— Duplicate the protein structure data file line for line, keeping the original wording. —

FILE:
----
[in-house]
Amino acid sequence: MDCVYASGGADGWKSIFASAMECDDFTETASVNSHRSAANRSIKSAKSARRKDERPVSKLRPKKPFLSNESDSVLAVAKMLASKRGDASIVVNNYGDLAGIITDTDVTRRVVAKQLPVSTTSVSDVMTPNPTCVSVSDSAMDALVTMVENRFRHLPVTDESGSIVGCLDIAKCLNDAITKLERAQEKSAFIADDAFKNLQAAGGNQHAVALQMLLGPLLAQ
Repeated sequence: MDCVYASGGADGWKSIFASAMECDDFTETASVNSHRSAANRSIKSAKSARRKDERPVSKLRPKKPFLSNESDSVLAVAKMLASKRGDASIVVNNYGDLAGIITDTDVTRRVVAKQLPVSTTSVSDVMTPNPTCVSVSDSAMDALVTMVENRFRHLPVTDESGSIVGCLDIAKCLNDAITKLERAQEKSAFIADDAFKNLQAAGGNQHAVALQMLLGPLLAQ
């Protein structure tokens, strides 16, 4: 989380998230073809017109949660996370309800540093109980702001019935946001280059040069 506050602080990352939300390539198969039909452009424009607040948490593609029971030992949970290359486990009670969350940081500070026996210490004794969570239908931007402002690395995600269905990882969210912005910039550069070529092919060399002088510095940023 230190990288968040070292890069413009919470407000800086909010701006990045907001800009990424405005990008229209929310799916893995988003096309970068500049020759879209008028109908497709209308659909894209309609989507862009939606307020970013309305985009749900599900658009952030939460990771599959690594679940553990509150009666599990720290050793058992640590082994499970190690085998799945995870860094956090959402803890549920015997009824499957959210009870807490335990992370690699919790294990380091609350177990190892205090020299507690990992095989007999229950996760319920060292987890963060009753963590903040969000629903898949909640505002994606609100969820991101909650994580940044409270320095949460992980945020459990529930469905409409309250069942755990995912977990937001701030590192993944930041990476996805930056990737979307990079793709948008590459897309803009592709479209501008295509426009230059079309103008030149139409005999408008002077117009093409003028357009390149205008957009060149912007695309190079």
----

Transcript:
[in-house]
Amino acid sequence: MDCVYASGGADGWKSIFASAMECDDFTETASVNSHRSAANRSIKSAKSARRKDERPVSKLRPKKPFLSNESDSVLAVAKMLASKRGDASIVVNNYGDLAGIITDTDVTRRVVAKQLPVSTTSVSDVMTPNPTCVSVSDSAMDALVTMVENRFRHLPVTDESGSIVGCLDIAKCLNDAITKLERAQEKSAFIADDAFKNLQAAGGNQHAVALQMLLGPLLAQ
Repeated sequence: MDCVYASGGADGWKSIFASAMECDDFTETASVNSHRSAANRSIKSAKSARRKDERPVSKLRPKKPFLSNESDSVLAVAKMLASKRGDASIVVNNYGDLAGIITDTDVTRRVVAKQLPVSTTSVSDVMTPNPTCVSVSDSAMDALVTMVENRFRHLPVTDESGSIVGCLDIAKCLNDAITKLERAQEKSAFIADDAFKNLQAAGGNQHAVALQMLLGPLLAQ
């Protein structure tokens, strides 16, 4: 989380998230073809017109949660996370309800540093109980702001019935946001280059040069 506050602080990352939300390539198969039909452009424009607040948490593609029971030992949970290359486990009670969350940081500070026996210490004794969570239908931007402002690395995600269905990882969210912005910039550069070529092919060399002088510095940023 230190990288968040070292890069413009919470407000800086909010701006990045907001800009990424405005990008229209929310799916893995988003096309970068500049020759879209008028109908497709209308659909894209309609989507862009939606307020970013309305985009749900599900658009952030939460990771599959690594679940553990509150009666599990720290050793058992640590082994499970190690085998799945995870860094956090959402803890549920015997009824499957959210009870807490335990992370690699919790294990380091609350177990190892205090020299507690990992095989007999229950996760319920060292987890963060009753963590903040969000629903898949909640505002994606609100969820991101909650994580940044409270320095949460992980945020459990529930469905409409309250069942755990995912977990937001701030590192993944930041990476996805930056990737979307990079793709948008590459897309803009592709479209501008295509426009230059079309103008030149139409005999408008002077117009093409003028357009390149205008957009060149912007695309190079």